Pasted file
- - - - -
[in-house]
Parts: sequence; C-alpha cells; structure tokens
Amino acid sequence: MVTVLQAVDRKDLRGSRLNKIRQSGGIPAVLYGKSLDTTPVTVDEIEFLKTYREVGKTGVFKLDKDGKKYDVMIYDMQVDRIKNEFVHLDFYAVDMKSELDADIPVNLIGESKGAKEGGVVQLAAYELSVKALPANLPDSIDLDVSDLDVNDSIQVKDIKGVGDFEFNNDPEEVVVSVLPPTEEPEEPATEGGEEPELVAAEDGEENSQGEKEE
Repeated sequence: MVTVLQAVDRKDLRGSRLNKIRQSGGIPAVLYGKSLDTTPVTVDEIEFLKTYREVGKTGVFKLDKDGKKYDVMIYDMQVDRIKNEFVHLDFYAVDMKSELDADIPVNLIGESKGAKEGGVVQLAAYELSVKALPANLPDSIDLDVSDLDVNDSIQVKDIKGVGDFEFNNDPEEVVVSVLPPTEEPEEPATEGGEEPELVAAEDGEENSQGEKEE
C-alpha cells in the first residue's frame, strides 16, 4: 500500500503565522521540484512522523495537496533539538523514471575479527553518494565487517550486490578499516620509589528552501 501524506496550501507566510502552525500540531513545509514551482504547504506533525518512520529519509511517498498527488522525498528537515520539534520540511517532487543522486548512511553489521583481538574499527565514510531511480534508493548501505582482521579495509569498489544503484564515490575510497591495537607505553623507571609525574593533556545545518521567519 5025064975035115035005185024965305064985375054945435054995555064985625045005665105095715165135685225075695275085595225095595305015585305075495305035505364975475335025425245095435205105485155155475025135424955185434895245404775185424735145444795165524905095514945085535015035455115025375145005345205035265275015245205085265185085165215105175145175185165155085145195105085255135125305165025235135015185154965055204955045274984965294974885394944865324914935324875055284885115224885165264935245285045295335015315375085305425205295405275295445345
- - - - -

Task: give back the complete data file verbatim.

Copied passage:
[in-house]
Parts: sequence; C-alpha cells; structure tokens
Amino acid sequence: MVTVLQAVDRKDLRGSRLNKIRQSGGIPAVLYGKSLDTTPVTVDEIEFLKTYREVGKTGVFKLDKDGKKYDVMIYDMQVDRIKNEFVHLDFYAVDMKSELDADIPVNLIGESKGAKEGGVVQLAAYELSVKALPANLPDSIDLDVSDLDVNDSIQVKDIKGVGDFEFNNDPEEVVVSVLPPTEEPEEPATEGGEEPELVAAEDGEENSQGEKEE
Repeated sequence: MVTVLQAVDRKDLRGSRLNKIRQSGGIPAVLYGKSLDTTPVTVDEIEFLKTYREVGKTGVFKLDKDGKKYDVMIYDMQVDRIKNEFVHLDFYAVDMKSELDADIPVNLIGESKGAKEGGVVQLAAYELSVKALPANLPDSIDLDVSDLDVNDSIQVKDIKGVGDFEFNNDPEEVVVSVLPPTEEPEEPATEGGEEPELVAAEDGEENSQGEKEE
C-alpha cells in the first residue's frame, strides 16, 4: 500500500503565522521540484512522523495537496533539538523514471575479527553518494565487517550486490578499516620509589528552501 501524506496550501507566510502552525500540531513545509514551482504547504506533525518512520529519509511517498498527488522525498528537515520539534520540511517532487543522486548512511553489521583481538574499527565514510531511480534508493548501505582482521579495509569498489544503484564515490575510497591495537607505553623507571609525574593533556545545518521567519 5025064975035115035005185024965305064985375054945435054995555064985625045005665105095715165135685225075695275085595225095595305015585305075495305035505364975475335025425245095435205105485155155475025135424955185434895245404775185424735145444795165524905095514945085535015035455115025375145005345205035265275015245205085265185085165215105175145175185165155085145195105085255135125305165025235135015185154965055204955045274984965294974885394944865324914935324875055284885115224885165264935245285045295335015315375085305425205295405275295445345